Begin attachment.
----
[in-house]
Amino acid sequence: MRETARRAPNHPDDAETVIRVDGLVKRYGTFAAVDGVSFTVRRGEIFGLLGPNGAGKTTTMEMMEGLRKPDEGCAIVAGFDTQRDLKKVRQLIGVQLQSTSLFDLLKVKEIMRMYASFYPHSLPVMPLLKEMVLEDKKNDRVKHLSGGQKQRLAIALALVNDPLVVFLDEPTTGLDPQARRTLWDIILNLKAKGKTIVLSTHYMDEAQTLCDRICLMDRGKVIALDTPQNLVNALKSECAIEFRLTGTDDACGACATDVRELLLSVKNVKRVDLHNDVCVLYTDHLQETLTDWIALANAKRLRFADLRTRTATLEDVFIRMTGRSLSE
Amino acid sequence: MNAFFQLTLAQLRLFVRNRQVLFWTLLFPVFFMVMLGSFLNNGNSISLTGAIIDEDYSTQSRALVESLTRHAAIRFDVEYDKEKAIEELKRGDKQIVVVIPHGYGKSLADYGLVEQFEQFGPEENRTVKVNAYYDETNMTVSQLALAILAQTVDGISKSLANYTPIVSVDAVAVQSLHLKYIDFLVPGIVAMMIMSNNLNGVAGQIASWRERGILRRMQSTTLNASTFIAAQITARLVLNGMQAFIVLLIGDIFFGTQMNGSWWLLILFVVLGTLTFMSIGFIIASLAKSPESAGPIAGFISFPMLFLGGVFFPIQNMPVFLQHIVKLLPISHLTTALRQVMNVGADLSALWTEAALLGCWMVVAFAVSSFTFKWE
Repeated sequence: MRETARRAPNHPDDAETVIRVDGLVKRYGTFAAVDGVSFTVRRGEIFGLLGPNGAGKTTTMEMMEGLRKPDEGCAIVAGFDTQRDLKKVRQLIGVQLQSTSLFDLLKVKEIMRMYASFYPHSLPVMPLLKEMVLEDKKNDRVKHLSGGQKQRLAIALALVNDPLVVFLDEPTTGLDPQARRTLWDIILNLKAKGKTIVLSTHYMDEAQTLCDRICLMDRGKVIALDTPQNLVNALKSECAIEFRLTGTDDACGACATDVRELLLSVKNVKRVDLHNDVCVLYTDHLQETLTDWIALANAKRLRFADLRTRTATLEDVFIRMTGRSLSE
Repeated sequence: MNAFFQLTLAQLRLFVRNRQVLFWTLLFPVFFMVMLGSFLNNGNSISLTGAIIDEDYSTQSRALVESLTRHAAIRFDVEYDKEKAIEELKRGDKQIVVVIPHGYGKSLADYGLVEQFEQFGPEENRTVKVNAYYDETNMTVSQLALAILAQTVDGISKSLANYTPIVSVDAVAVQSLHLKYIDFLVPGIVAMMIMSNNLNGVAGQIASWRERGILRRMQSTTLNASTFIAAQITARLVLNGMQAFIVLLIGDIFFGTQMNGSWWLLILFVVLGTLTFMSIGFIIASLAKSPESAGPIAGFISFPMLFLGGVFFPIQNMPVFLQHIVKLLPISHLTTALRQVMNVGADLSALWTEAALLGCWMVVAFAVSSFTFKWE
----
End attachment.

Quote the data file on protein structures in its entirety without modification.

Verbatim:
[in-house]
Amino acid sequence: MRETARRAPNHPDDAETVIRVDGLVKRYGTFAAVDGVSFTVRRGEIFGLLGPNGAGKTTTMEMMEGLRKPDEGCAIVAGFDTQRDLKKVRQLIGVQLQSTSLFDLLKVKEIMRMYASFYPHSLPVMPLLKEMVLEDKKNDRVKHLSGGQKQRLAIALALVNDPLVVFLDEPTTGLDPQARRTLWDIILNLKAKGKTIVLSTHYMDEAQTLCDRICLMDRGKVIALDTPQNLVNALKSECAIEFRLTGTDDACGACATDVRELLLSVKNVKRVDLHNDVCVLYTDHLQETLTDWIALANAKRLRFADLRTRTATLEDVFIRMTGRSLSE
Amino acid sequence: MNAFFQLTLAQLRLFVRNRQVLFWTLLFPVFFMVMLGSFLNNGNSISLTGAIIDEDYSTQSRALVESLTRHAAIRFDVEYDKEKAIEELKRGDKQIVVVIPHGYGKSLADYGLVEQFEQFGPEENRTVKVNAYYDETNMTVSQLALAILAQTVDGISKSLANYTPIVSVDAVAVQSLHLKYIDFLVPGIVAMMIMSNNLNGVAGQIASWRERGILRRMQSTTLNASTFIAAQITARLVLNGMQAFIVLLIGDIFFGTQMNGSWWLLILFVVLGTLTFMSIGFIIASLAKSPESAGPIAGFISFPMLFLGGVFFPIQNMPVFLQHIVKLLPISHLTTALRQVMNVGADLSALWTEAALLGCWMVVAFAVSSFTFKWE
Repeated sequence: MRETARRAPNHPDDAETVIRVDGLVKRYGTFAAVDGVSFTVRRGEIFGLLGPNGAGKTTTMEMMEGLRKPDEGCAIVAGFDTQRDLKKVRQLIGVQLQSTSLFDLLKVKEIMRMYASFYPHSLPVMPLLKEMVLEDKKNDRVKHLSGGQKQRLAIALALVNDPLVVFLDEPTTGLDPQARRTLWDIILNLKAKGKTIVLSTHYMDEAQTLCDRICLMDRGKVIALDTPQNLVNALKSECAIEFRLTGTDDACGACATDVRELLLSVKNVKRVDLHNDVCVLYTDHLQETLTDWIALANAKRLRFADLRTRTATLEDVFIRMTGRSLSE
Repeated sequence: MNAFFQLTLAQLRLFVRNRQVLFWTLLFPVFFMVMLGSFLNNGNSISLTGAIIDEDYSTQSRALVESLTRHAAIRFDVEYDKEKAIEELKRGDKQIVVVIPHGYGKSLADYGLVEQFEQFGPEENRTVKVNAYYDETNMTVSQLALAILAQTVDGISKSLANYTPIVSVDAVAVQSLHLKYIDFLVPGIVAMMIMSNNLNGVAGQIASWRERGILRRMQSTTLNASTFIAAQITARLVLNGMQAFIVLLIGDIFFGTQMNGSWWLLILFVVLGTLTFMSIGFIIASLAKSPESAGPIAGFISFPMLFLGGVFFPIQNMPVFLQHIVKLLPISHLTTALRQVMNVGADLSALWTEAALLGCWMVVAFAVSSFTFKWE